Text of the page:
Speed runs in particular are a pillar that this game celebrates. One of the modes outside of the story is, well, speed run. Basically, you pick a story level and you use every trick you've learned to blaze through it as fast as possible, aiming to finish under a target time. I'd forgotten how ridiculously fun this sort of thing can be; the addition of leaderboards - a common and usually insignificant thing in most games these days - hits home an old school, arcade feel that is often missing from todays games. The same thing goes for the "Time Trials", which are small sections of the games stages with goals attached. The fun that can be gleaned from these modes cannot be understated; the old fashioned desire to beat your own score or a friends score really extends the life of an otherwise short game.

The reason these modes - and the story too, in fact - can also lie in the level design. Truth be told, the game is somewhat linear; sometimes there's no choice in path to take and you're always running towards the same goal. However, the structure of the game makes everything feel a lot freer than it should. While you're always going towards the same goal, each level is like a giant parkour playground; the ways to get there feel more plentiful than they are thanks to vaults, jumps, ziplines and walls everywhere that can springboard you towards these goals in new and sometimes faster ways. You rarely have time to consider linearity or even recognize it.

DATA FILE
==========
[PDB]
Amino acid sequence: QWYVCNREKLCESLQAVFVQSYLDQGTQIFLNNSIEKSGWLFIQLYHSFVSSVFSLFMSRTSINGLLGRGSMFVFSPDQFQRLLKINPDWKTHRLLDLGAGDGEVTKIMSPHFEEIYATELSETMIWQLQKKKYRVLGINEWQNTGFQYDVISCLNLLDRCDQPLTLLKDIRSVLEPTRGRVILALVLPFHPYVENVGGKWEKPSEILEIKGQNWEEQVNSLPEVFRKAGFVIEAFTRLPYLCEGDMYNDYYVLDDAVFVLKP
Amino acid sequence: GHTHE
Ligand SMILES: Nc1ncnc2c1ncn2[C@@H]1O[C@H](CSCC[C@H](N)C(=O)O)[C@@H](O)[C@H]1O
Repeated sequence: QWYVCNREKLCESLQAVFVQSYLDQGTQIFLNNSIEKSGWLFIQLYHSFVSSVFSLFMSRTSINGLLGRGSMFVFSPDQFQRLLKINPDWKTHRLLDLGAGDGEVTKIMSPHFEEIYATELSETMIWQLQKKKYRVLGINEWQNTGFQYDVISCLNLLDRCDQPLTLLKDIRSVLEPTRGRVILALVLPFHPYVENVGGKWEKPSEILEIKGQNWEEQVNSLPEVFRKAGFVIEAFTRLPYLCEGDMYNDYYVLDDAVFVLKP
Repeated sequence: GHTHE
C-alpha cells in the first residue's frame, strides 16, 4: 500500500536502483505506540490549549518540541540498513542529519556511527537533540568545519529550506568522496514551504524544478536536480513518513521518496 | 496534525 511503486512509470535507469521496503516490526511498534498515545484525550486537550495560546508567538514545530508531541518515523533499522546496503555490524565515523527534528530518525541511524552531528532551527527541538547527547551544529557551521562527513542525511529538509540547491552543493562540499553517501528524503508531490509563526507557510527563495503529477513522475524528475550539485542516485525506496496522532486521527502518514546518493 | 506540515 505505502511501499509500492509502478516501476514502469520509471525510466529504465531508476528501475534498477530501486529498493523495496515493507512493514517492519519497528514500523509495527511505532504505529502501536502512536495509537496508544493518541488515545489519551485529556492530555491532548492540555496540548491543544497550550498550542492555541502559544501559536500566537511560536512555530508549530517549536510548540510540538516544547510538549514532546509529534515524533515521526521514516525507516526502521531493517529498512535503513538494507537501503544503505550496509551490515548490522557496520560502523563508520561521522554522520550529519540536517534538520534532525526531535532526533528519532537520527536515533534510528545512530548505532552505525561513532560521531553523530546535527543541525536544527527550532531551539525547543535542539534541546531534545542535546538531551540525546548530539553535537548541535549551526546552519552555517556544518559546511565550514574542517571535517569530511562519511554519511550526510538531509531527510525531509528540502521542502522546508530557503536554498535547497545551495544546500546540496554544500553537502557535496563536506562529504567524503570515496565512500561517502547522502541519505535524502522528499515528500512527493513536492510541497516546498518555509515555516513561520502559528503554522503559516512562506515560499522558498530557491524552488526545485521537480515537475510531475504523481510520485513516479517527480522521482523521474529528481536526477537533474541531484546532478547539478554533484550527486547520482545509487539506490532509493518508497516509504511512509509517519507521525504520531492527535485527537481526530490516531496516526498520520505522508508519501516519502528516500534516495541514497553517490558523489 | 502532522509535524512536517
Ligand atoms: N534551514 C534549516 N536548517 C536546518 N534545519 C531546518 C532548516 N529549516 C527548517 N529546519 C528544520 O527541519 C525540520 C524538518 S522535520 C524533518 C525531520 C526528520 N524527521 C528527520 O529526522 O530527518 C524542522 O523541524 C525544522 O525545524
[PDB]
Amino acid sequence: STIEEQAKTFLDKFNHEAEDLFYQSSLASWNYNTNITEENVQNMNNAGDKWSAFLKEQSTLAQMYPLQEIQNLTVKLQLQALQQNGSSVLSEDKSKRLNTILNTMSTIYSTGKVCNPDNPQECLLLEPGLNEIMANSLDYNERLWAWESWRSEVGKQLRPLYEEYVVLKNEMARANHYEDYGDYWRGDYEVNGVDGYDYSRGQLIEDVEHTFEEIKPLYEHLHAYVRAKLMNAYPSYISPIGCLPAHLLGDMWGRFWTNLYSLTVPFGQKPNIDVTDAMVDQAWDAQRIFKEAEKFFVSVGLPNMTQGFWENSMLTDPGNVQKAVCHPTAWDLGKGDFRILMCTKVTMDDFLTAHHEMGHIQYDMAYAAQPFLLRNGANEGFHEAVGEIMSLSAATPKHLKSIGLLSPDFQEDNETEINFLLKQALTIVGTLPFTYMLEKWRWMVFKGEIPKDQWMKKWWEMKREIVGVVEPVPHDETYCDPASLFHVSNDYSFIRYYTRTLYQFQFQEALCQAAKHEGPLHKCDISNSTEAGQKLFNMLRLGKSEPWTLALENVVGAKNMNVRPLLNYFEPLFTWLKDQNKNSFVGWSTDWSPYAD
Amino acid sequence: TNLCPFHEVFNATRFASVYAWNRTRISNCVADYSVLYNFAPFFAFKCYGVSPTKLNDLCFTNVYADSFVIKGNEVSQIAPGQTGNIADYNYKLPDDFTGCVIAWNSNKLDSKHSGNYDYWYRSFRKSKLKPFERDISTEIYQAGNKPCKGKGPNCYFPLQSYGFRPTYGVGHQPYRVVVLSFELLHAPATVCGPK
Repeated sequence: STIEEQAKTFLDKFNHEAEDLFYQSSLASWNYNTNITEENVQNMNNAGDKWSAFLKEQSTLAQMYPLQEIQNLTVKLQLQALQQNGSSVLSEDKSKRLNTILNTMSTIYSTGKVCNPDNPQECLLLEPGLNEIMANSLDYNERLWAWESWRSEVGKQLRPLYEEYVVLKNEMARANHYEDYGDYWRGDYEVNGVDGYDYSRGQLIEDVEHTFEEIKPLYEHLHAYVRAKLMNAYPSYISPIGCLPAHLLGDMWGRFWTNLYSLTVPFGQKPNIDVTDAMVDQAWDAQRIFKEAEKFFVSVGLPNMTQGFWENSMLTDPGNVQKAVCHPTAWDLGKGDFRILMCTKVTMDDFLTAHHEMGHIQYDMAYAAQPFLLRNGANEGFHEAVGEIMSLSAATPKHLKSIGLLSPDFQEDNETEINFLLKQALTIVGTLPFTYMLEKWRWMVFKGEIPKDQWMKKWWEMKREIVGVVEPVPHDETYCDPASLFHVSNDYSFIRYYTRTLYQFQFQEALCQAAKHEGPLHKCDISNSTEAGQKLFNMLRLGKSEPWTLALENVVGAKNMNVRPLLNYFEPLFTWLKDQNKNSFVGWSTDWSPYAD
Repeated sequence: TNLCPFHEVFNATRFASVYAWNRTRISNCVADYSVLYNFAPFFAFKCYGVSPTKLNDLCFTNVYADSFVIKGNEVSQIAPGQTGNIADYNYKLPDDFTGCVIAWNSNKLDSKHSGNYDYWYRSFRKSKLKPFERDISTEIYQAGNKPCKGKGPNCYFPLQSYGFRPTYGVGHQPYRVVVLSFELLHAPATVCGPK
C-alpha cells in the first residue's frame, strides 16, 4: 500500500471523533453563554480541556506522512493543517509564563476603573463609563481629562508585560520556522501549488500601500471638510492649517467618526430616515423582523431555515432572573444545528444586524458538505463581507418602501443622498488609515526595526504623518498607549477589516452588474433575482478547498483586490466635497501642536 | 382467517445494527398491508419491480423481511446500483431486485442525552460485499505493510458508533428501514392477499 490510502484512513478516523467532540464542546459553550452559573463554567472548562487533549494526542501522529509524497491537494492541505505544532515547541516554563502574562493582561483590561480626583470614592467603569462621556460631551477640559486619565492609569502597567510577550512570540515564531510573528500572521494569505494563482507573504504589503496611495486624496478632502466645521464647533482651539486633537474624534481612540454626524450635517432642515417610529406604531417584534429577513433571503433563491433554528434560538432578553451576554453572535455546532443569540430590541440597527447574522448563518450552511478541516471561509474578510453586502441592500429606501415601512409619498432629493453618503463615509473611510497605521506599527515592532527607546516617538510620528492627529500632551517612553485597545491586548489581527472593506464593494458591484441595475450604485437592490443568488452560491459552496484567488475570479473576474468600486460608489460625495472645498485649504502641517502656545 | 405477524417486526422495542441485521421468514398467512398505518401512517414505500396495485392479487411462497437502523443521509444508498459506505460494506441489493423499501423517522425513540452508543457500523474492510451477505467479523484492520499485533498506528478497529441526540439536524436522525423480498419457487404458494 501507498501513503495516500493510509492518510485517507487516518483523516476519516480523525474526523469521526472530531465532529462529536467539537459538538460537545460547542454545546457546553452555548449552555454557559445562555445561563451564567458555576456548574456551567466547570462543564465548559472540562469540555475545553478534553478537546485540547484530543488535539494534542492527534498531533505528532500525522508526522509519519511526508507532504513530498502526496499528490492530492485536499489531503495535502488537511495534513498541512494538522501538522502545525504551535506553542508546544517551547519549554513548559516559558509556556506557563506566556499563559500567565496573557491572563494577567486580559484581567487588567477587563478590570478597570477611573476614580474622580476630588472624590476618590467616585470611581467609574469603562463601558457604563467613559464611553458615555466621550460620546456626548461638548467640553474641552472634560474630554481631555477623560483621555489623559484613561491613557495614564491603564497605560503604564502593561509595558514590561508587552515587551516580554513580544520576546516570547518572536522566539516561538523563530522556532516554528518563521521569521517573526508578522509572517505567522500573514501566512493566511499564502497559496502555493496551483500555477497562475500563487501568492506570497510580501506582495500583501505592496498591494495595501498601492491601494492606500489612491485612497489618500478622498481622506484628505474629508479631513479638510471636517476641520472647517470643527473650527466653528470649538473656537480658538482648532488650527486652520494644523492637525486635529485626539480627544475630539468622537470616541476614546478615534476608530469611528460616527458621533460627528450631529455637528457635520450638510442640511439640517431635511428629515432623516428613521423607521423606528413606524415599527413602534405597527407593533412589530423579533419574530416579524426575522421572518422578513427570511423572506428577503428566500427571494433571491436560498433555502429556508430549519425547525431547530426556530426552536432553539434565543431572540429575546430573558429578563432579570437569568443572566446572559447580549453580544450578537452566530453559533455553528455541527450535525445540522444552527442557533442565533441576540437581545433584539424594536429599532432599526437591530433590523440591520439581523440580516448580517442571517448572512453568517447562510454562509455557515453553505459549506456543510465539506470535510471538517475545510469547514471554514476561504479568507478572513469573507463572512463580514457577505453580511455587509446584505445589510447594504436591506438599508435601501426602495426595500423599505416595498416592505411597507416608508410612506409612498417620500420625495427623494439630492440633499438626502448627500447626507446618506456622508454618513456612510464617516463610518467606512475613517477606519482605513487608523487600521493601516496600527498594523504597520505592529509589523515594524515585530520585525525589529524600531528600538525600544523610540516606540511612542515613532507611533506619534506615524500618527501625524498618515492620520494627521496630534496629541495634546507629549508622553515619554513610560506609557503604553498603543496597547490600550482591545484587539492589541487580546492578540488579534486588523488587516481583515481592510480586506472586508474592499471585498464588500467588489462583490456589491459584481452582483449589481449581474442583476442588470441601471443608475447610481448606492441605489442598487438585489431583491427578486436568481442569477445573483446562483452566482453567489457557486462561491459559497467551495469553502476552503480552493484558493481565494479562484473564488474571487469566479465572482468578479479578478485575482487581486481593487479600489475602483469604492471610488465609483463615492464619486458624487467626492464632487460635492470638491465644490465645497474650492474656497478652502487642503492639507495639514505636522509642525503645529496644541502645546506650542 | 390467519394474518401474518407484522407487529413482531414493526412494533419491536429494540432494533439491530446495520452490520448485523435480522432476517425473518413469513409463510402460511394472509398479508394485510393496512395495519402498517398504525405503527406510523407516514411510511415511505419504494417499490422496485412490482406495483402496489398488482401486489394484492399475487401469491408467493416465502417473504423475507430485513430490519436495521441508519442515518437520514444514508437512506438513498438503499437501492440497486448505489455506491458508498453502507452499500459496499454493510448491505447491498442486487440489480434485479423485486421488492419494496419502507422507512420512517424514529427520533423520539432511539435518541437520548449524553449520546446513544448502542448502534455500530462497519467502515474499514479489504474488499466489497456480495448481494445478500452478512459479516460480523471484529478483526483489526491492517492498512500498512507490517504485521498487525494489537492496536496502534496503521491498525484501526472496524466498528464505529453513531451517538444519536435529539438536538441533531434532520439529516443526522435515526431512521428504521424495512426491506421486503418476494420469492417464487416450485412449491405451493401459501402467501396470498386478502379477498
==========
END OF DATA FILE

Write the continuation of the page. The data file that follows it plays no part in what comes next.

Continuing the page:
One other thing I appreciated was the lack of emphasis on guns. Let's face it; we're overflowing with First Person Shooters. You can't fire a nine millimeter in a game shop without hitting the latest First Person gorefest. Thankfully, this game is not about that. If anything, disarming and using the guns your enemies take is somewhat discouraged. With almost any gun aside from a pistol or an SMG, your movement is limited and you cannot do most of your parkour tricks that get you out of the jams you find yourself in. This is not a shooter and the game really plays that up in it's basic structure; it really helps the game feel fresh in a game market overflowing with first person games.

The Score: Dramatic Thumbs Up

This game has a lot of potential. It seems to be set up as a new franchise and I truly hope that's the case. This game is held back by it's shortcomings, but there's plenty there to build upon in a sequel. The core mechanics are there and there's a framework for success, it just needs a lot of polish and thought. Hopefully a sequel releases and can take advantage of the promise inherent. Recommended for a rental at the least; if you can get it for a bargin though, it's worth the money.